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2014 marked the fiftieth anniversary of the launch of the Free Speech Movement (FSM) at the University of California, Berkeley, through which academics and students successfully overturned the censorious policies of university management. Against the backdrop of McCarthyism, the FSM ushered in a new era of student activism across the US and Europe, with free speech at its heart. So it is striking that today, student radicals appear to be at the forefront of calling for restrictions on what they and their fellow students are allowed to say, read and hear.
In February 2015, the online magazine spiked launched the UK’s first Free Speech University Rankings. It found that 80 per cent of universities censored speech, and that the vast majority of this was carried out by students’ unions. (The second annual rankings were launched today, and found that things were even worse, with 90 per cent of universities affected by censorship.) No Platform policies, which originally banned fascist speakers, are now used to ‘protect’ students from a wide range of controversial ideas, and not only right-wing ones; even feminist speakers have been disinvited because some students objected to their views. At the other end of the spectrum, laddish comedian Dapper Laughs was banned from Cardiff University after campaigners claimed he promoted ‘rape culture’. And in October 2014, a high-profile debate on abortion was cancelled at Christ Church, Oxford, after protesters claimed the discussion would harm the emotional wellbeing of female students and make them feel ‘unsafe’.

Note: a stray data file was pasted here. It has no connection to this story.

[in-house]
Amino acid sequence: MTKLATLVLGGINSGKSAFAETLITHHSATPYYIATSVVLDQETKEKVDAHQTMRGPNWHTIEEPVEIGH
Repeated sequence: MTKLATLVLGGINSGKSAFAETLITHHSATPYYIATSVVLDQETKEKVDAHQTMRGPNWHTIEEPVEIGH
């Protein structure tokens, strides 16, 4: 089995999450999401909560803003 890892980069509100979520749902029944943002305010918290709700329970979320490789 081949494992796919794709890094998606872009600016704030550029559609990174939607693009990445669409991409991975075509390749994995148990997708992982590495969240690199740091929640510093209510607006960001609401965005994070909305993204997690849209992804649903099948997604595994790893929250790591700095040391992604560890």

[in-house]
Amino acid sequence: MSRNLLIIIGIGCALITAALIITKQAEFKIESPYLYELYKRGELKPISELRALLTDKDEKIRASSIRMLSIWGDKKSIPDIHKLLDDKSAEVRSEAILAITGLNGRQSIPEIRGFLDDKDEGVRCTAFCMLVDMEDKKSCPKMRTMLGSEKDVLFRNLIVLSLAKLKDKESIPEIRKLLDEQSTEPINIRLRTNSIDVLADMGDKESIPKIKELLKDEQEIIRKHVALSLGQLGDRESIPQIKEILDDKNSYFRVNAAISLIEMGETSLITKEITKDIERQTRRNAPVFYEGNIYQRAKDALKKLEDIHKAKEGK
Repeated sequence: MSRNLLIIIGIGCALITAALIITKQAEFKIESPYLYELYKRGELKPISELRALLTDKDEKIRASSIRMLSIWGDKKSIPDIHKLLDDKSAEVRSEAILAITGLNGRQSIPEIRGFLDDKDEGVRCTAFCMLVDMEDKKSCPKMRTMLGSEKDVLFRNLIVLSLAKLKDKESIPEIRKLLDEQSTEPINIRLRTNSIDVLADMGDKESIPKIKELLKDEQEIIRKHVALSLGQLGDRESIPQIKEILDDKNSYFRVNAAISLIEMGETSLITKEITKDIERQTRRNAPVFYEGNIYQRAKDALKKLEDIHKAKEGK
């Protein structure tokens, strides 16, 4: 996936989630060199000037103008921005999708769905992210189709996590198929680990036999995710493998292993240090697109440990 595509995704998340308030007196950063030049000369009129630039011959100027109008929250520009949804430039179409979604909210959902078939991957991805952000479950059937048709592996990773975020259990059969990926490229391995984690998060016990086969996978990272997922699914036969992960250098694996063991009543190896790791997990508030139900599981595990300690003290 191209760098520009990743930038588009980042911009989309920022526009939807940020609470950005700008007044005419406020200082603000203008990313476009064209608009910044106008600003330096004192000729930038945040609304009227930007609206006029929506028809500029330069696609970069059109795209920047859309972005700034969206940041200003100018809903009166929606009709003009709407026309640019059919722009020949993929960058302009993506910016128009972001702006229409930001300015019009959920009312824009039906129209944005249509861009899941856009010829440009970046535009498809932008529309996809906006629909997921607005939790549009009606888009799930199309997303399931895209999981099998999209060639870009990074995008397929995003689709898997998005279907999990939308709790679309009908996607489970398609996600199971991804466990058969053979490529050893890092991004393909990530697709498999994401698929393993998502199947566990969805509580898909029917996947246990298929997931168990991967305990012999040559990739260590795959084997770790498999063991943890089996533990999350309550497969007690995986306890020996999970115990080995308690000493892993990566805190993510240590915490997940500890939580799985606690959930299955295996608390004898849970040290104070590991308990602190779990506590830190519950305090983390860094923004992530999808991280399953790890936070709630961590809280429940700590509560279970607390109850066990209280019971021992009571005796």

One former student union president has argued that while inviting speakers is not in itself an endorsement, it could be seen as ‘legitimating their views as something that’s up for discussion’. Should some issues be seen as beyond discussion, if discussing them is likely to upset students? Toni Pearce, president of the National Union of Students until July 2015, has declared: ‘I’m really proud that our movement takes safe spaces seriously.’ But should safety on campus really extend to protection from emotional as well as physical harm? Or should students be expected to cope with controversial ideas. Should campuses be bastions of open debate, where anything goes, or does creating ‘safe spaces’ actually allow many vulnerable students more opportunity to speak their minds? Is this trend exclusive to campus life, or are student leaders responding to a wider censorious culture? And what is the future of student politics, now that spirit of the Free Speech Movement seems a distant memory?
editor, Politics.co.uk; political editor, Erotic Review
Christina Hoff Sommers
writer and resident scholar, American Enterprise Institute; host, weekly video series, The Factual Feminist
producer, broadcaster, professional dork
deputy editor, spiked; coordinator, Down With Campus Censorship!
staff writer, spiked; writer, Spectator
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